Flying sucks! It just does. It’s expensive and uncomfortable and stressful and despite its ability to get you farther away faster than any other mode of transportation, it’s time consuming! You have to get to the airport super early to make it through the long security lines, and then you have to sit at your gate and pray your flight isn’t delayed – again.
Again, it still remains the easiest way to travel long distances, so it’s often a necessary evil. We are all forced to fly every once in a while, and, unless you’re lucky enough to afford first class, the best you can hope for is an empty seat next to you, or at least a smooth, uneventful flight with courteous passengers.
That’s not quite what happened on a recent American Airlines flight.
A woman took to Twitter to share her experience after she got into a confrontation with the passenger behind her. Her complaints ignited a debate about airplane etiquette.
Wendi Williams (no relation) was flying from New Orleans to Charlotte. When she landed, she shared a video of a passenger behind her spent the flight nudging the back of her seat, all in protest of her decision to recline hers. He was upset because he was in the last row and was unable to recline his own seat, making her infringement on his territory all the more objectionable.
I was returning from a teachers’ convention. The man asked me, with an attitude, to put my seat up because he was eating. I did. I then reclined it again when he was finished. At that point, he started hammering away at me. That’s when I started videoing and tried to call the FA.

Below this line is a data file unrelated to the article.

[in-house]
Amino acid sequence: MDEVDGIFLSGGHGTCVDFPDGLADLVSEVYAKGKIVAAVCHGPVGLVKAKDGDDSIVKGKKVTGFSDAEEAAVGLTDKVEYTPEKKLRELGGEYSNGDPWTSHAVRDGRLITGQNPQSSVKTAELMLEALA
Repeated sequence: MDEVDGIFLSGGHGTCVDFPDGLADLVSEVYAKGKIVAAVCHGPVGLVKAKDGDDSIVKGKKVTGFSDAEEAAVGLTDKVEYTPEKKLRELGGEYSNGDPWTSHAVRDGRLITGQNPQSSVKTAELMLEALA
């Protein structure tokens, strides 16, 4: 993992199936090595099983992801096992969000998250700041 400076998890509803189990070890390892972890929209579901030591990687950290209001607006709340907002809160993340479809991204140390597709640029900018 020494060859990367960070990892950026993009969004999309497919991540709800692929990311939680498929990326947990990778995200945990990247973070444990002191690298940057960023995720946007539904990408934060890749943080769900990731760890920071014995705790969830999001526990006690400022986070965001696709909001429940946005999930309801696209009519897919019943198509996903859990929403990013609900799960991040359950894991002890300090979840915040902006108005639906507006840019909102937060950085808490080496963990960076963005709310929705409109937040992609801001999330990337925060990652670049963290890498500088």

— wendi (@steelersfanOG) February 8, 2020
It’s safe to say that despite the seat’s ability to recline, nobody likes it when the person in front of them reclines their seat.
Meanwhile, the ensuing debate about airplane etiquette raged for days. What’s the etiquette when reclining your seat?
The CEO of Delta Airlines even went on CNBC to explain that reclining is okay, but you should ask first:
“I think customers have the right to recline.” $DAL CEO Ed Bastian shares his seat-reclining philosophy: If there’s a tall person behind you “the polite thing is to make certain it was okay. I never recline … and I never say anything if someone reclines into me.” pic.twitter.com/JJw5DVH4QG
— Squawk Box (@SquawkCNBC) February 14, 2020
Needless to say, people on the internet were not about to stay quiet about this controversial issue.
A prominent tech writer spoke up for people with back issues:
No. If the seats are able to recline, then you can recline them. I have a spine injury, I’m not going to ask your permission not to hurt for the duration of a flight https://t.co/VjFwKMIkF4
— Alexia Bonatsos (@alexia) February 14, 2020
A Hollywood heavyweight spoke up for people who pay to recline:
Hey @Delta — no! You want to create a situation where we all have to negotiate and fight with each other? Are you mad? We pay to recline. How about massive discounts when the people behind us say no? https://t.co/xU44px9TgY
— Judd Apatow (@JuddApatow) February 14, 2020
This guy used the opportunity to shine a light on how terrible airplanes are, to begin with:
The Delta CEO is right: We should ask before reclining in coach, because the airlines have forced us into ever-smaller spaces while pretending we can expect the same level of comfort we had in the 80s.
Which would be a great point for anyone to make other than the DELTA CEO.
— Jonathan Myerson Katz (@KatzOnEarth) February 14, 2020
I try to never recline if there’s someone behind me, that said I’m not going to retaliate against the person in front of me. But regardless of your personal etiquette, there’s one thing we we should all be able to agree on, whether we’re on an airplane or not: don’t be a dick!